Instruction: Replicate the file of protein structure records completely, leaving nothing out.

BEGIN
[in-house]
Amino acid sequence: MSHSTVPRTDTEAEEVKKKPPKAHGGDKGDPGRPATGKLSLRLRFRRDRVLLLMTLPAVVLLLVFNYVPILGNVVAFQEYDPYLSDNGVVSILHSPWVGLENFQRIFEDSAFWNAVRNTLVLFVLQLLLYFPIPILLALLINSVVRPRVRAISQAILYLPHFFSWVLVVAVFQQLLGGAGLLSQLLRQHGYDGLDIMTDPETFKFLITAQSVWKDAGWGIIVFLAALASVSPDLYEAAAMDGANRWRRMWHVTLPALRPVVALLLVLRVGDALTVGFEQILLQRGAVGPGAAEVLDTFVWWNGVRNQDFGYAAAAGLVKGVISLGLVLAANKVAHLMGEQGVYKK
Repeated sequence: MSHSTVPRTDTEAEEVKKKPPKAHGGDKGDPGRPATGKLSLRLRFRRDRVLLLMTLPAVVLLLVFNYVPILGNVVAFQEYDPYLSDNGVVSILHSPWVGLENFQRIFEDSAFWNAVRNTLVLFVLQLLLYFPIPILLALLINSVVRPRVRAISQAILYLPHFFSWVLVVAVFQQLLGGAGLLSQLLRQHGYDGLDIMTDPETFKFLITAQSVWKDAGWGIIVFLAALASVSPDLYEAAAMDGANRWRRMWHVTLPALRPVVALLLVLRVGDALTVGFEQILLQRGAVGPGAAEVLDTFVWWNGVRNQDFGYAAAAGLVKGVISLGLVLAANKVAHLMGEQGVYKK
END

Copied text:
[in-house]
Amino acid sequence: MSHSTVPRTDTEAEEVKKKPPKAHGGDKGDPGRPATGKLSLRLRFRRDRVLLLMTLPAVVLLLVFNYVPILGNVVAFQEYDPYLSDNGVVSILHSPWVGLENFQRIFEDSAFWNAVRNTLVLFVLQLLLYFPIPILLALLINSVVRPRVRAISQAILYLPHFFSWVLVVAVFQQLLGGAGLLSQLLRQHGYDGLDIMTDPETFKFLITAQSVWKDAGWGIIVFLAALASVSPDLYEAAAMDGANRWRRMWHVTLPALRPVVALLLVLRVGDALTVGFEQILLQRGAVGPGAAEVLDTFVWWNGVRNQDFGYAAAAGLVKGVISLGLVLAANKVAHLMGEQGVYKK
Repeated sequence: MSHSTVPRTDTEAEEVKKKPPKAHGGDKGDPGRPATGKLSLRLRFRRDRVLLLMTLPAVVLLLVFNYVPILGNVVAFQEYDPYLSDNGVVSILHSPWVGLENFQRIFEDSAFWNAVRNTLVLFVLQLLLYFPIPILLALLINSVVRPRVRAISQAILYLPHFFSWVLVVAVFQQLLGGAGLLSQLLRQHGYDGLDIMTDPETFKFLITAQSVWKDAGWGIIVFLAALASVSPDLYEAAAMDGANRWRRMWHVTLPALRPVVALLLVLRVGDALTVGFEQILLQRGAVGPGAAEVLDTFVWWNGVRNQDFGYAAAAGLVKGVISLGLVLAANKVAHLMGEQGVYKK